WASHINGTON — Former Secretary of Defense Robert Gates said on Friday that reports of his criticism of President Obama in his new memoir were overblown and blamed Bob Woodward for initially portraying it as an anti-Obama book in his Washington Post story before its release.
"One of the advantages that Bob had was that nobody had read the book," Gates said at a breakfast with reporters in Washington. "And I think that as a growing number of journalists and others got copies of the book and read it during the days after the Post article I think the message began to rebalance itself, that this was not an anti-Obama book, it was much more nuanced than than that, and that I had a lot of positive things to say about President Obama in the book."
"If we could all have our do-overs, I suppose there are a lot of things people could change, but I'll just leave it at that," Gates said.
"I've had the growing feeling over the last week or so that my book has become like Lenin — you can find in it whatever you want to support your position on the political spectrum," Gates said.
Gates, who stepped down in 2011, has been on a media tour for his book Duty, a memoir of his time as Secretary of Defense which has mostly gotten attention for its negative portrayals of the president, vice president, and former Secretary of State Hillary Clinton, who Gates claims opposed the Iraq surge for political reasons.
He said he didn't see any irony in a passage in his book where he criticizes Obama for asking advisors not to write about a meeting in their memoirs. (The passage: "I was put off by the way the president closed the meeting. To his very closest advisers, he said, 'For the record, and for those of you writing your memoirs, I am not making any decisions about Israel or Iran. Joe [Biden], you be my witness.' I was offended by his suspicion that any of us would ever write about such sensitive matters.")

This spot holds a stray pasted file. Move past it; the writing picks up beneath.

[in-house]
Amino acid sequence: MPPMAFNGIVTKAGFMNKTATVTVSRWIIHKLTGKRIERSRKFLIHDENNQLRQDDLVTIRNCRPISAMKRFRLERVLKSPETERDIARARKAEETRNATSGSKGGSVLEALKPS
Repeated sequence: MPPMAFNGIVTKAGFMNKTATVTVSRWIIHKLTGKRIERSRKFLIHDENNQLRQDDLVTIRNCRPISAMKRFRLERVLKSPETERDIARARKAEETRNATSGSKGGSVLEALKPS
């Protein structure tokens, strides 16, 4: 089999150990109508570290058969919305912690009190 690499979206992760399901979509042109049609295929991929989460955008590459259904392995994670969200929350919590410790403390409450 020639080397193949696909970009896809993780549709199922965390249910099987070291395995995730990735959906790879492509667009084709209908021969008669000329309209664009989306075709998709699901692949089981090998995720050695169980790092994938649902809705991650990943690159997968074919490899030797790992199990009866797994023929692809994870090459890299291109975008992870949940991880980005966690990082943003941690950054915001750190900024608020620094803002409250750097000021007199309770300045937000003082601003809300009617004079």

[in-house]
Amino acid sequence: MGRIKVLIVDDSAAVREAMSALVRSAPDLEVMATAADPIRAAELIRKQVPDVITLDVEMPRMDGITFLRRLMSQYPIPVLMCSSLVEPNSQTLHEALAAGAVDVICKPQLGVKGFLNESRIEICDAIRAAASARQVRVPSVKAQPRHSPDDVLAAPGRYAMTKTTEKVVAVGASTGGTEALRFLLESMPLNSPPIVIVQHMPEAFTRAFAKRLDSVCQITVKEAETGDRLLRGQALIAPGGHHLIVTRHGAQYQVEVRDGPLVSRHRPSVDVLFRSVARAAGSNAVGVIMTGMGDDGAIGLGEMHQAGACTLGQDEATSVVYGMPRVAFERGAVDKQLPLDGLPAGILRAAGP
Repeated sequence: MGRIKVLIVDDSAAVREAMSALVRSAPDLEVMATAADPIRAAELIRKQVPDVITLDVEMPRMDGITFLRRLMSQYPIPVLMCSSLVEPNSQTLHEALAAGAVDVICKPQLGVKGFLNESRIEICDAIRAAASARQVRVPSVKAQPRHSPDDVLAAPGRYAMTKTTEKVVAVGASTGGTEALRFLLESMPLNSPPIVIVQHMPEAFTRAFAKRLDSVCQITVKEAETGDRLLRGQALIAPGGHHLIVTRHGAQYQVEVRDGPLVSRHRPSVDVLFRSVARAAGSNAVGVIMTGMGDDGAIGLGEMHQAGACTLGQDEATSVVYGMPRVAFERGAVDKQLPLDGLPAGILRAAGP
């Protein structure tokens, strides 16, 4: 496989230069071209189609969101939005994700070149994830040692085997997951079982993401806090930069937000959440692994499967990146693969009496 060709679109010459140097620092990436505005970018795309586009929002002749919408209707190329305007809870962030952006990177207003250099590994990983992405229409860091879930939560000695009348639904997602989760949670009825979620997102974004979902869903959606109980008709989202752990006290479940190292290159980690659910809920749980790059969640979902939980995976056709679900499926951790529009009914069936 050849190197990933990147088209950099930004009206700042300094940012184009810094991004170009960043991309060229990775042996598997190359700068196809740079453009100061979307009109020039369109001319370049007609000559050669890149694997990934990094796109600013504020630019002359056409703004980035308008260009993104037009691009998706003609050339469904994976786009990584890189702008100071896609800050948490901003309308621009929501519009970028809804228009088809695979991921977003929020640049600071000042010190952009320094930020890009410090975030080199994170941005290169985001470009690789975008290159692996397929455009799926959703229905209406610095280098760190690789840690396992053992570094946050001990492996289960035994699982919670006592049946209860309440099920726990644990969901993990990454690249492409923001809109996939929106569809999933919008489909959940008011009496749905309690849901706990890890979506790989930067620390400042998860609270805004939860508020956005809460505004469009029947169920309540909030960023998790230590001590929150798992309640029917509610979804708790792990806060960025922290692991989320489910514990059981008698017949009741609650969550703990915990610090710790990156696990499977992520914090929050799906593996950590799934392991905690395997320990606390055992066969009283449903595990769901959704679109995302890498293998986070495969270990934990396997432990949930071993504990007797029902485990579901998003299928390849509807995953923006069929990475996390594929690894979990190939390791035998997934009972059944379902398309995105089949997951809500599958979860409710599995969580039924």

"Not in the slightest because I was aware of the context and I write in the book about the context," Gates said. "The context was I had gone to the president to discuss specific decisions and military options with respect to an attack on Iran and with respect to an Israeli attack on Iran and we were talking about specific military options that the United States would take if the Israelis launched their own attack. That's what I was referring to when I said I was offended he might think that somebody would write about that in their memoirs and i never would have written about it in the memoir."
"It's been expanded, as you say, to suggest irony or contradiction or whatever applied to everything that I wrote when in fact if you go to the book it's very specifically in the context of military options with regard to Iran," Gates said.
Gates said that only a small portion of his book contained material that cast Obama in an unfavorable light and said of his time in the Obama administration, "Frankly I think I was more loyal to him than some in his own White House sometimes."